Objective: To estimate the increase in prostate cancer mortality (PCM) and the reduction in overtreatment resulting from different active surveillance (AS) protocols, compared with treating men immediately. Patients and Methods: We used a microsimulation model (MISCAN-Prostate), with the natural history of prostate cancer based on European Randomized Study of Screening for Prostate Cancer data. We estimated the probabilities of referral to radical treatment while on AS, depending on disease stage, using data from the Johns Hopkins AS cohort. We sampled 10 million men, representative of the US population, and projected the effects of applying AS protocols that differed by time between biopsies and compared these with the effects of treating men immediately. Results: We found that AS with yearly follow-up biopsies for men with low-risk prostate cancer (≤ T2a stage and Gleason 6) increases the probability of PCM to 2.6% (1% increase) and reduces overtreatment from 2.5 to 2.1% (18.4% reduction). With biopsies every 3 years after the first year, PCM increases by 2.3% and overtreatment reduces from 2.5 to 1.9% (30.3% reduction). The inclusion of men in the intermediate-risk group (> T2a stage or Gleason 3+4) in AS protocols increases PCM by 2.7% and reduces overtreatment from 2.5 to 2.0% (23.1% reduction). These results may not apply to African-American men. Conclusions: Offering AS to men with low-risk prostate cancer is relatively safe. Increasing the biopsy interval from yearly to up to every 3 years after the first year will significantly reduce overtreatment among men in the low-risk group, with limited PCM risk.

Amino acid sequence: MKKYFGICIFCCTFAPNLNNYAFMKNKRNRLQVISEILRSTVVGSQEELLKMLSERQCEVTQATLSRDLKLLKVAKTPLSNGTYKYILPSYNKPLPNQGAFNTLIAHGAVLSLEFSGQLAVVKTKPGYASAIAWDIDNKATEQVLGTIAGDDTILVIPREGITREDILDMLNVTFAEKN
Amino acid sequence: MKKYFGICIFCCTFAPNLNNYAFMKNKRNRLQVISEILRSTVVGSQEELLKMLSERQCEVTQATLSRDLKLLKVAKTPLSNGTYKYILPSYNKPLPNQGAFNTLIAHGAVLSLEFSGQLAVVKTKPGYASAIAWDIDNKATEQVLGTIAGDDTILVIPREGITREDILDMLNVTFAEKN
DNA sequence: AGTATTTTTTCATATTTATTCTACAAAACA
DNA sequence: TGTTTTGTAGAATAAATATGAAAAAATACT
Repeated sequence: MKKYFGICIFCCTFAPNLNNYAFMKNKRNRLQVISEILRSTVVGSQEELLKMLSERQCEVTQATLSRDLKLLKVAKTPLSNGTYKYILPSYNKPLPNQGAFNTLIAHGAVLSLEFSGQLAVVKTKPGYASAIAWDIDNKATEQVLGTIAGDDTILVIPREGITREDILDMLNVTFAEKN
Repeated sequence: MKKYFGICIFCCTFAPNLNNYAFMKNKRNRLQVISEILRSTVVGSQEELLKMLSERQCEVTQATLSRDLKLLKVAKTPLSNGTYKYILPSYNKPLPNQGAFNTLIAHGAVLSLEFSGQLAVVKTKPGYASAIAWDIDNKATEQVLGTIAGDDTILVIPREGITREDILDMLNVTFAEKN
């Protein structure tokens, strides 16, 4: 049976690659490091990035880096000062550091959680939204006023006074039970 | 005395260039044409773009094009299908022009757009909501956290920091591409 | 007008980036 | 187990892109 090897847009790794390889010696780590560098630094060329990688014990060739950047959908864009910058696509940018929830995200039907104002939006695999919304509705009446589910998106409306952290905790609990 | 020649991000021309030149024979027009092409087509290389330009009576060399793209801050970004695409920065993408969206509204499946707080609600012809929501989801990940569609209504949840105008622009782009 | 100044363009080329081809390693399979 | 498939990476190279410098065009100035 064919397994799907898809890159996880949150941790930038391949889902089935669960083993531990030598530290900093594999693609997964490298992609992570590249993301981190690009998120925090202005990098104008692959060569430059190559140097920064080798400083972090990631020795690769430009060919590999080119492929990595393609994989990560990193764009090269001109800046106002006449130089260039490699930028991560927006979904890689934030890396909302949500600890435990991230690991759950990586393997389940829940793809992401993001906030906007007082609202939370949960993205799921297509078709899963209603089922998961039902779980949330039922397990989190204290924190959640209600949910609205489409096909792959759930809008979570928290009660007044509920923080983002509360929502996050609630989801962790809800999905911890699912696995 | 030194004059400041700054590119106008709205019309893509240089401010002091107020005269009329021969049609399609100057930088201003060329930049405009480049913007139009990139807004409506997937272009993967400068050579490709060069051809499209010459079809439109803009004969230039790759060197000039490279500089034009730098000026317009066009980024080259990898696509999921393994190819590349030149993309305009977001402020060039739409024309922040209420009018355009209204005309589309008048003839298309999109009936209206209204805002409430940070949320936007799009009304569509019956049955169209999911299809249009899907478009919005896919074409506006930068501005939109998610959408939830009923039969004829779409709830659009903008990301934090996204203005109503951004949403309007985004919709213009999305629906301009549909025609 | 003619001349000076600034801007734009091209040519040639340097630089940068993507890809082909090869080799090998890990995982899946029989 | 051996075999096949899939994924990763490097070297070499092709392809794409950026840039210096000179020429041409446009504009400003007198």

Additional Metadata
Keywords Active surveillance, Microsimulation model, Prostate cancer
Persistent URL dx.doi.org/10.1111/bju.13542, hdl.handle.net/1765/96328
Journal BJU International
Citation
de Carvalho Delgado Marques, T.M, Heijnsdijk, E.A.M, & de Koning, H.J. (2017). Estimating the risks and benefits of active surveillance protocols for prostate cancer: A microsimulation study. BJU International, 119(4), 560–566. doi:10.1111/bju.13542